Reconciling with the past creates hope for the future

This week in Australia is National Reconciliation Week. This is a time for all Australians to learn about our shared histories, cultures, and achievements. Australia has a complex history full of hidden stories of trauma and pain. This year the theme is ‘In this Together,’ which encourages us all to consider and explore our individual role in contributing to reconciliation in Australia.



Reconciliation is not just forgiveness for past wrongs. Rather it is an interpersonal process of being vulnerable where you discuss what happened, exchange stories, express the hurt, listen, and begin to reestablish trust. It’s a complicated and involved process which moves beyond forgive and move on


At Outred Psychology, we understand the psychological process of reconciliation is not to delete the traumatic memories of the past - “To Forgive and Forget”. To do so is an empty and wicked attempt to absolve our guilty National conscience. Rather, we see the process of reconciliation as an ongoing and never ending journey we are all on to engage ‘and feel’ our National memories. Yet to ‘feel’ a traumatic memory is uncomfortable! Especially if we are in a position where we have benefitted from this trauma (land, money, power, status). However if we can all learn to feel our emotions regarding our Nations past without being reactive, we allow compassion, empathy, and trust to develop. We have the ability to change the memory of our past into a hope for our future.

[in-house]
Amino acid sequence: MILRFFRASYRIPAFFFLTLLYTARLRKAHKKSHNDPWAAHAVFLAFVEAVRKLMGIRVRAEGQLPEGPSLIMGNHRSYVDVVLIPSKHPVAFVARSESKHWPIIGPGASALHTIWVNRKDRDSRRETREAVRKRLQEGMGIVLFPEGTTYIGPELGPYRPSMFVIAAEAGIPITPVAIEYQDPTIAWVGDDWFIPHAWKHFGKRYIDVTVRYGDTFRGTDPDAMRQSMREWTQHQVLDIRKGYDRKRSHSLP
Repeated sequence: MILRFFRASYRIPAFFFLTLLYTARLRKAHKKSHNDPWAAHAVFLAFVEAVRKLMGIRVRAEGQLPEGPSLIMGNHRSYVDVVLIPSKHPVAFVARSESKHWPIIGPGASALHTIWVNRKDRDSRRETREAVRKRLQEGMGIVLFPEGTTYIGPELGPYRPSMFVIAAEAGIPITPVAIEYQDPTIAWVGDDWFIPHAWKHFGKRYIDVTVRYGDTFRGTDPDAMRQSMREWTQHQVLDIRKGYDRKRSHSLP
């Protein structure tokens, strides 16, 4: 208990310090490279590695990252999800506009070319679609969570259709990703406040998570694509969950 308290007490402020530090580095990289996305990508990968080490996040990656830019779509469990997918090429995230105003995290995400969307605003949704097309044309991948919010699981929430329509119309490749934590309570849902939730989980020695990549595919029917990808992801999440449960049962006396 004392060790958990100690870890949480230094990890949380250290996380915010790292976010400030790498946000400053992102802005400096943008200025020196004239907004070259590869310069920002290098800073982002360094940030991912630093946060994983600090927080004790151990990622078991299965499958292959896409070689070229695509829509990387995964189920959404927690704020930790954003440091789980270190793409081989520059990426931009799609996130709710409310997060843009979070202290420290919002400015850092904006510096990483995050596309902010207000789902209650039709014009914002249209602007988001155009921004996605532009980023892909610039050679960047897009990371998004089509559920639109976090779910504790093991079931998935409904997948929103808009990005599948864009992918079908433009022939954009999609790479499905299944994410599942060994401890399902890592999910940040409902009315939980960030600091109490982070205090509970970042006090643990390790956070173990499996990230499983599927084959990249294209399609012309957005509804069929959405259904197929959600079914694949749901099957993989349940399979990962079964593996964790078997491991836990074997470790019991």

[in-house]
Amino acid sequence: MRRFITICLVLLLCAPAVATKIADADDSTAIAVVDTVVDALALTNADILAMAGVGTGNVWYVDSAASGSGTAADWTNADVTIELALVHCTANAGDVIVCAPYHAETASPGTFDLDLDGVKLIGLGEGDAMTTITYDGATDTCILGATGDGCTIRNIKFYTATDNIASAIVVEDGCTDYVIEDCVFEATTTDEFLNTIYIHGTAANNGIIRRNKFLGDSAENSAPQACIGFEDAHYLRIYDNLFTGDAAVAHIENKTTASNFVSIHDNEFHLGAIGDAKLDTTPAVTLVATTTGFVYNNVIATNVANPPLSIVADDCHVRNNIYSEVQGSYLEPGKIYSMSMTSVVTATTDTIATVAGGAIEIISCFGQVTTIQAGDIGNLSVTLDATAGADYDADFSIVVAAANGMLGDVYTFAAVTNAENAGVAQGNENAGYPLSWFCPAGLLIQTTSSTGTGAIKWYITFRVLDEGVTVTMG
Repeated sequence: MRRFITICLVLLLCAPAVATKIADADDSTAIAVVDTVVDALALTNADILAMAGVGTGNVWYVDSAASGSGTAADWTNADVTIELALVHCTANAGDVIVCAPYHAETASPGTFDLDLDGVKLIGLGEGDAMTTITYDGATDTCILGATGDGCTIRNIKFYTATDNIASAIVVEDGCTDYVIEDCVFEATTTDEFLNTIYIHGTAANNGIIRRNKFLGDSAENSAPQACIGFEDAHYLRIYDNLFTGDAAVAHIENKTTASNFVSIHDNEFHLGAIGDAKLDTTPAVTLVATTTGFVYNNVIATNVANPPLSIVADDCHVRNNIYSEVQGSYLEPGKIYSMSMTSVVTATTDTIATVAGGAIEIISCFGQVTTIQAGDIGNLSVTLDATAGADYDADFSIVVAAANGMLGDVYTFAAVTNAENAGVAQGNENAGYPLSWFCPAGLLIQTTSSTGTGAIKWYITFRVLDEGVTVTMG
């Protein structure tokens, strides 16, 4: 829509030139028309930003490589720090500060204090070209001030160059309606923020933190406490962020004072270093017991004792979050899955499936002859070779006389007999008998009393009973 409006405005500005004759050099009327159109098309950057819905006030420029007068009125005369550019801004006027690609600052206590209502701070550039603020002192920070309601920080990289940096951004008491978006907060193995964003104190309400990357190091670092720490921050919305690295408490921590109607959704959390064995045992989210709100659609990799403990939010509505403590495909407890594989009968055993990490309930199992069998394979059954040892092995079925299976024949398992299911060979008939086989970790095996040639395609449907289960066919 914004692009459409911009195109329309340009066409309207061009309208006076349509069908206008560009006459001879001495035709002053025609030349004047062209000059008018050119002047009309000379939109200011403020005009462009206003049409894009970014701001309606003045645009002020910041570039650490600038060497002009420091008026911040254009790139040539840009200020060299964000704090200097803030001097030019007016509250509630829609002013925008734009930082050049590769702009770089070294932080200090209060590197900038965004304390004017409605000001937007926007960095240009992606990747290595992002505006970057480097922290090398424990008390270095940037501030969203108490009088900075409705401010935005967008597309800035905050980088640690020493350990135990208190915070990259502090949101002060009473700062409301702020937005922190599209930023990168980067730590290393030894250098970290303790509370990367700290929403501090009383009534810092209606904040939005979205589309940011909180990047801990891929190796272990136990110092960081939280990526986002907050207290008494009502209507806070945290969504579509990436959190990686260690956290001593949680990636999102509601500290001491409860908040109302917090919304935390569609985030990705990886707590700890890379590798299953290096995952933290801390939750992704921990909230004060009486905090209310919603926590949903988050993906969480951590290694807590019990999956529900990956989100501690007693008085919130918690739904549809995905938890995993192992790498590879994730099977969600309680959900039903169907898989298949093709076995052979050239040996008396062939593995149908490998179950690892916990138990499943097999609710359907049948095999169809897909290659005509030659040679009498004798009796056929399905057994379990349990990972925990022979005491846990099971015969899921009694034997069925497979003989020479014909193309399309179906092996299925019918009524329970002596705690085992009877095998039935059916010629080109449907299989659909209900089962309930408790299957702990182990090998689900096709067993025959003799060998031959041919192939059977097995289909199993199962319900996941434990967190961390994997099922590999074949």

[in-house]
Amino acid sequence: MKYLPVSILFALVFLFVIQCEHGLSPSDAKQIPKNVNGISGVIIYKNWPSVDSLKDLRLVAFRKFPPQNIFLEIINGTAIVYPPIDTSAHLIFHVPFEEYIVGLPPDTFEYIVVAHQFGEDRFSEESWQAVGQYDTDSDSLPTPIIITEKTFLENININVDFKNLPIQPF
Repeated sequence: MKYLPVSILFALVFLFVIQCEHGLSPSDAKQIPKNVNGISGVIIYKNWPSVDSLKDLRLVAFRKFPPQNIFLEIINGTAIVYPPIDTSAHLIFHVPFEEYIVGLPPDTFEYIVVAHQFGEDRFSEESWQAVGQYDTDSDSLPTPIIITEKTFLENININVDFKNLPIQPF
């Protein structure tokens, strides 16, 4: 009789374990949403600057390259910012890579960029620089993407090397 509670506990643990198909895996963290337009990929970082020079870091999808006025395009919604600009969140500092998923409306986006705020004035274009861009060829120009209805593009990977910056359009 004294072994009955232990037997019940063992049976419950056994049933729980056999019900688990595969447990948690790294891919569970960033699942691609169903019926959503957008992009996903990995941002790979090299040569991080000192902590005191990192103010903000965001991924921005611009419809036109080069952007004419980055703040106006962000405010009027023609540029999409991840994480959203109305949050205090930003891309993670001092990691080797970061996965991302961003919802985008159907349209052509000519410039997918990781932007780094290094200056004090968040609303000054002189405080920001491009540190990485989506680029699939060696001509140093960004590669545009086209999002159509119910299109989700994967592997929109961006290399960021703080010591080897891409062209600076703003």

So this National Reconciliation Week, we encourage you to just take a moment to reflect. This could be a 30 second thought about the issue, it could be reading this post, it could be choosing to read a book or watch a show about the topic. Whatever it is, I encourage you to lean in to the uncomfortable emotions, sit with them, and allow yourself to be part of this wonderful reconciliation journey we are all on together.


As a nature and water lover and someone who must connect with the natural world to find calm, I’d like to acknowledge the land that was taken by its rightful owners to afford me the privilege of my mental and physical health.

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